RS: I wasn't actually on the air, but I had just moved to Charlotte and was doing some PR work on the side to supplement my income while I was chasing my broadcasting career, and I had to go with Sr. to an autograph signing that he was doing. The session was somewhere in Pennsylvania, so we were going to fly up in Dale's plane. I had to drive the Chevy Suburban to the airport, and I had never driven one, I always had sports cars. So here I am driving this big ole vehicle and I have one of the best race car drivers in the world in the seat to my right. We're on this two-lane backcountry rode in North Carolina, and this is before GPS so I'm just going wherever he tells me to go. We're going along pretty good, closing in on semi, and I'm about 100 yards behind him when I hear the engine go WOOOO. I look down and, sure enough, here's this size 12 cowboy boot planted firmly on my tennis shoe. I look over to my right and there's Big E with his sunglasses on, just looking at me, not saying a word. The look on his face said "Okay, what are you gonna do kid?" Well, I know I can either beg for him to lift his foot and he'll never speak to me again, or I can just try to hope that when we come around the side of this semi everything is clear, otherwise we're going to make headlines in every paper in the country and I'll be the one to blame. I pulled around to pass the semi, we came over the crest of a hill and another car was coming, and we just made it. Dale Earnhardt and I never spoke one word about that moment as long as we knew each other, but I passed his test that day and so he always granted me whatever I needed as far as an interview or just chatting on the back of a truck. He always challenged you, and once you knew what the game was and that you had to pass, you had to do it, no matter what it was, because if you didn't, in his mind you were marked. And I knew that, so I always did whatever I had to do to pass the test, no matter how uncomfortable it might have been to get through it. To spin that forward, that's why I always kind of laugh when someone says to me: "Watch out for that guy, he's a pretty tough interview." My response: "Really? You didn't know Dale Sr. then." I have yet to interview anybody that was a tougher interview than Dale Earnhardt Sr. Let me tell you something, he earned that moniker The Intimidator in a lot of ways, not just by what he did behind the wheel. It was on the track, off the track, how he dealt with the media, he was intimidating. But he was also one of the softest people; I could talk for 3 hours about some of the charitable things that he did in his lifetime that fans would have no idea about, things that he cared about but didn't want people to know about because it wasn't his image. Nobody except for those that were closest to him really knew about all of the great things he did until he passed and then people started exposing what really made the man tick, and it's pretty amazing. But, if I had not passed that test in the Chevy Suburban, I never would have gotten another interview out of Dale Earnhardt, Sr.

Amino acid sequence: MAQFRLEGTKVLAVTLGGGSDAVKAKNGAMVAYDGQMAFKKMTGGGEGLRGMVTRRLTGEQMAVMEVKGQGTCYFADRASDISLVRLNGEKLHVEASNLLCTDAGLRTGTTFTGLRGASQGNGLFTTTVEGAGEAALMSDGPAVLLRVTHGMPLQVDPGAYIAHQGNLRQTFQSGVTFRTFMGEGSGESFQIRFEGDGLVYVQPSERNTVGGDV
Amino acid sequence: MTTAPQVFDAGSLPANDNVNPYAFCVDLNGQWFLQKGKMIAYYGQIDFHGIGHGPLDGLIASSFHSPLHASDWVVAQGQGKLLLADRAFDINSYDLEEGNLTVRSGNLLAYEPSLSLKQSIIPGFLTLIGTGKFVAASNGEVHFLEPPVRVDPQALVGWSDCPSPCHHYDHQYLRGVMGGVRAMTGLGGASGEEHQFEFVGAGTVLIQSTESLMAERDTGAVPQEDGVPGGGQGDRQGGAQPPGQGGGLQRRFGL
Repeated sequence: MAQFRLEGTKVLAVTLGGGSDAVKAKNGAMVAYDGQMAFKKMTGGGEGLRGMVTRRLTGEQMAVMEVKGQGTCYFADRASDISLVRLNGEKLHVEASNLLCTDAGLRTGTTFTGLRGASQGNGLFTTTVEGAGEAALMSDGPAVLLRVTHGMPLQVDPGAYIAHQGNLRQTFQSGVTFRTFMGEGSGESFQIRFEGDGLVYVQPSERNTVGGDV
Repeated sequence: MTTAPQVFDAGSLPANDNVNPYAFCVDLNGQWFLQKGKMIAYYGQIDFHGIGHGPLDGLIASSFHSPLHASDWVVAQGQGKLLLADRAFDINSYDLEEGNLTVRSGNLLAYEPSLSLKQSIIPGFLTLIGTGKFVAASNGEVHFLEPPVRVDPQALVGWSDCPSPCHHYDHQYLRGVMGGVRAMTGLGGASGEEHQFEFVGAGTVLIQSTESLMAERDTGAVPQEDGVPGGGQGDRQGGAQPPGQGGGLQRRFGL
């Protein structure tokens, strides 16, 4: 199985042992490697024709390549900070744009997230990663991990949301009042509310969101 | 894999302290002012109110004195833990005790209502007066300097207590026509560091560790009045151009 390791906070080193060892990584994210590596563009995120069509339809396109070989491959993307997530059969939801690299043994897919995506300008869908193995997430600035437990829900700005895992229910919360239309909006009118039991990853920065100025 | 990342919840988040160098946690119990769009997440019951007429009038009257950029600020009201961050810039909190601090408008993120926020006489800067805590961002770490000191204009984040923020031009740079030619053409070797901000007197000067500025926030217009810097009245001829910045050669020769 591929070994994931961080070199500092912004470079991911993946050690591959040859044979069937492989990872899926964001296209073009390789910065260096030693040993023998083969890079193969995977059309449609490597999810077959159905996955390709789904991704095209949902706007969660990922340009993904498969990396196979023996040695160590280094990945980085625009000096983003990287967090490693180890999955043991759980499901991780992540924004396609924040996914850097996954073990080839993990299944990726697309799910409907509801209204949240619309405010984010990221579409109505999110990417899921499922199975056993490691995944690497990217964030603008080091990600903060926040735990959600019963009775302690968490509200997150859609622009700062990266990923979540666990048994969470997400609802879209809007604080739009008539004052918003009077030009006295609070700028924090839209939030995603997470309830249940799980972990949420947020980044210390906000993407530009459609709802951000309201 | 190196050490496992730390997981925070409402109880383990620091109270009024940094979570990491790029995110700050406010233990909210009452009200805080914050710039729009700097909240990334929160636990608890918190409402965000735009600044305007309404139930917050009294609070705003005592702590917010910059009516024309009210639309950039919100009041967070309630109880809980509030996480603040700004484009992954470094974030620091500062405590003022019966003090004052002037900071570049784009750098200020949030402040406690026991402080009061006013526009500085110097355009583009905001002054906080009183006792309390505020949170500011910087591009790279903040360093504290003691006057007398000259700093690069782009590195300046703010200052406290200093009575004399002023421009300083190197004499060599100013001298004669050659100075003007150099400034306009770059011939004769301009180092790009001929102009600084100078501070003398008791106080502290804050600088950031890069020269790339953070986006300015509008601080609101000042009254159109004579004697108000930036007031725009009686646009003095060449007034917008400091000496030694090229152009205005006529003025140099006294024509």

For tickets and information about the Big Kahuna Miami, scheduled for September 21 - 23, 2012 at Homestead-Miami Speedway in Homestead, Fla., visit ~www.m1powersports.com/big-kahuna-miami/~. For tickets and information about the Big Kahuna New Orleans, scheduled for October 5 - 7, 2012 as the first professional motorsports event at NOLA Motorsports Park in New Orleans, La., visit ~www.m1powersports.com/big-kahuna-new-orleans/~.

About M1 PowerSports, formerly M1 Entertainment: A Denver-based company, M1 PowerSports has been working in motorsports for over 16 years. Originally spawned from Daniels Corporation under the name FAST, the fledgling company was heavily involved in television production for car and motorcycle racing. With the birth of Speedvision, FAST morphed into Race Promotion Management (RPM) and is now operating as M1 PowerSports with many of the same staff still in place. We still sell advertising for Speed, sell merchandise under the brand Moto 1 and promote our own events, keeping us busy year-round! For more information, please call 303-377-3278 or email info@m1powersports.com.